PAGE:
FEEL YOU with Kimberly Drew
FEEL YOU with Kimberly Drew
FEEL YOU is a celebration of individuality and style with over 30 artists, creatives, and activists from around the world. We continue the series with Kimberly Drew, a Brooklyn-based writer, curator, and activist with a passion for art, fashion, and cultural studies. Her newest book “This Is What I Know About Art” details her experience as a Black woman in the arts. It’s deeply personal and boldly aware – reminding readers that the art world isn’t just for the elite, but for everyone. Wearing the Classic Mini and UGG Ready-to-Wear, meet Kimberly Drew.
Describe a day in the life of Kimberly Drew.
Each day is a bit of a new adventure when you work as a freelancer. Some days I spend writing, some others reading, but I always try to make sure that the majority of my day is spent connecting with friends and family. In light of the pandemic, I’ve also deeply invested in wellness practices like breathwork and yoga.
How do you FEEL these days and why?
I feel overwhelmed these days. Full disclosure, I’m writing this just days after the loss of Justice Ginsburg. These days, I feel heavy and a bit scared for the future of our nation.
You’re a writer, curator, and activist. How do art and protest meet in our life?
In my day-to-day life, art and protest are always tied together. As an author and activist, I am always inspired to see this intersection as art and design are utilized to help the public rally around ideas. Seeing artists and critical thinkers move through despair to find solutions reminds me that there’s always room for hope. With each new discovery, I see my peers carving out a way to fight back.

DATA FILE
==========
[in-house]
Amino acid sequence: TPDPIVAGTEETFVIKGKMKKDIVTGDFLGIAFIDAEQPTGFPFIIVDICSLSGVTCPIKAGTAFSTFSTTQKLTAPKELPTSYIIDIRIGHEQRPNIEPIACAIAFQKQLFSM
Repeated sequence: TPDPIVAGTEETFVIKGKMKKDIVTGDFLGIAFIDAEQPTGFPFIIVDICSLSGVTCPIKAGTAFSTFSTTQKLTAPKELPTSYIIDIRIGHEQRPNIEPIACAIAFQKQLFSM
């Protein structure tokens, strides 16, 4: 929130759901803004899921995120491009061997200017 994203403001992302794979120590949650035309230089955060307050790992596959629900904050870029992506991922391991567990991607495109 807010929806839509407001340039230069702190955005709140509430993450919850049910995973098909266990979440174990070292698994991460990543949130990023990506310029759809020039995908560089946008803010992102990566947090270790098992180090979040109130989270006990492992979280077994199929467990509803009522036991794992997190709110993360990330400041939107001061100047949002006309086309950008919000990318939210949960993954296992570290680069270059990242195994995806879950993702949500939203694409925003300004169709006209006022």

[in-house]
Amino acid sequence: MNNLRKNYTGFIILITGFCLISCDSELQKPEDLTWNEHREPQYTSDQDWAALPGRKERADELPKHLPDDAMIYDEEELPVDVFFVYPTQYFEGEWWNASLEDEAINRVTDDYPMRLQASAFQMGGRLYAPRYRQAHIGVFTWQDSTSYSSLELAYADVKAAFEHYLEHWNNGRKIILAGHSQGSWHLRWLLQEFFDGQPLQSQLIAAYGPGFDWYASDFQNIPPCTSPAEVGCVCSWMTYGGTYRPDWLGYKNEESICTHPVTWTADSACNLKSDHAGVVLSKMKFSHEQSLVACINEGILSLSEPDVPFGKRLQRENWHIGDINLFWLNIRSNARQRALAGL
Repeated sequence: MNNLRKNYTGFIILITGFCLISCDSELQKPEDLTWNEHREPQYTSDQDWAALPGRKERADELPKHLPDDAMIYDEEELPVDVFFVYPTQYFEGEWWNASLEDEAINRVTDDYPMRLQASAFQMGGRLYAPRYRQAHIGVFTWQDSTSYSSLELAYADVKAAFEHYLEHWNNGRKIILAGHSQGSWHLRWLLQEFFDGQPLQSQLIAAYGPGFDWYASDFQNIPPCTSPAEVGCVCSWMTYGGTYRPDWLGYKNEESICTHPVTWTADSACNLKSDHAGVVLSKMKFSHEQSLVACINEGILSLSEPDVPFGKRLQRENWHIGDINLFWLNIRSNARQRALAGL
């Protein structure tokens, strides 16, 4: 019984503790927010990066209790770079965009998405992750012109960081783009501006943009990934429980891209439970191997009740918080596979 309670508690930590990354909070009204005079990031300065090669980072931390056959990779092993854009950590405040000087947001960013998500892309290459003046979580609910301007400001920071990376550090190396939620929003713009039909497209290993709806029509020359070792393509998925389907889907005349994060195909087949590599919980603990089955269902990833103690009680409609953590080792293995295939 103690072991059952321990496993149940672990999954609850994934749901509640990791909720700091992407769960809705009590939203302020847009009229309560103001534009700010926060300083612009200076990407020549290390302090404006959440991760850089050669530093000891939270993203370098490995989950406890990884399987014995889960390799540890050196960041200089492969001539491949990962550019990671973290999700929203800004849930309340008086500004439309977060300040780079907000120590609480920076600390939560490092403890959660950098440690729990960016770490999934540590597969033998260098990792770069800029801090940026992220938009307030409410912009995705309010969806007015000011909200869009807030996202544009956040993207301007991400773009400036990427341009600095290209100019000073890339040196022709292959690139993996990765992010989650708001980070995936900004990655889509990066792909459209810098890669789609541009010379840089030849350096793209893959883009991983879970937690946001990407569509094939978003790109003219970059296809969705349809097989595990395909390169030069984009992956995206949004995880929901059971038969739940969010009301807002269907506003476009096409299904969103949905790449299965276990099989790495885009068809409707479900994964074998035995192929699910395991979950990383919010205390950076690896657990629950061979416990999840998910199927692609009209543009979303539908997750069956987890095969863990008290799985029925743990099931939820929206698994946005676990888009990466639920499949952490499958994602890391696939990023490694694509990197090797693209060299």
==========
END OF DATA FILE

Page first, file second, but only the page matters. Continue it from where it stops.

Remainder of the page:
You’re newest book details your experience as a Black woman in the arts. It’s deeply personal and boldly aware – reminding readers that the art world isn’t just for the elite, but for everyone. What steps can individuals and institutions take to make the arts more accessible to underrepresented communities?
I think every fight begins at home. Each one of us (with access to the internet) has an opportunity to learn from and engage with the arts. My journey into the art world started with a Google search. We each have the agency to live in greater proximity to culture, which I believe is such a privilege. As for institutions, I think that there’s a particular responsibility to make sure that this individualized study is nourished and encouraged. That work of encouragement begins with paying staff equitability, providing mentorship for the next generation of art workers, and making web and brick-and-mortar spaces as accessible and welcoming as possible.
Describe your style and what it says about you.
I like to think of one’s personal style as their first impression. How we dress is the first way that others will interpret us. For me, I like to outfit myself with clothing that speaks to my morals and the story that I want to tell each day. In this pandemic moment, style has been a creative outlet. More than ever, I draw for myself and have somewhat unique agency over how I want to share my creations. Some days, I wear sweats to remind myself of softness and on others I wear my favorite dresses and heels and dance around just because I can. I find so much potential in style, and each day I try to seize it.
What keeps you feeling hopeful?
I feel most hopeful when I am at rest. I feel most hopeful when I can carve out time to restore and trust that there will be another day to move forward and face whatever comes next. Simply put, I feel hopeful knowing that there’s always more on the horizon.
Any closing words you wish to share in these uncertain times?
Get to the polls.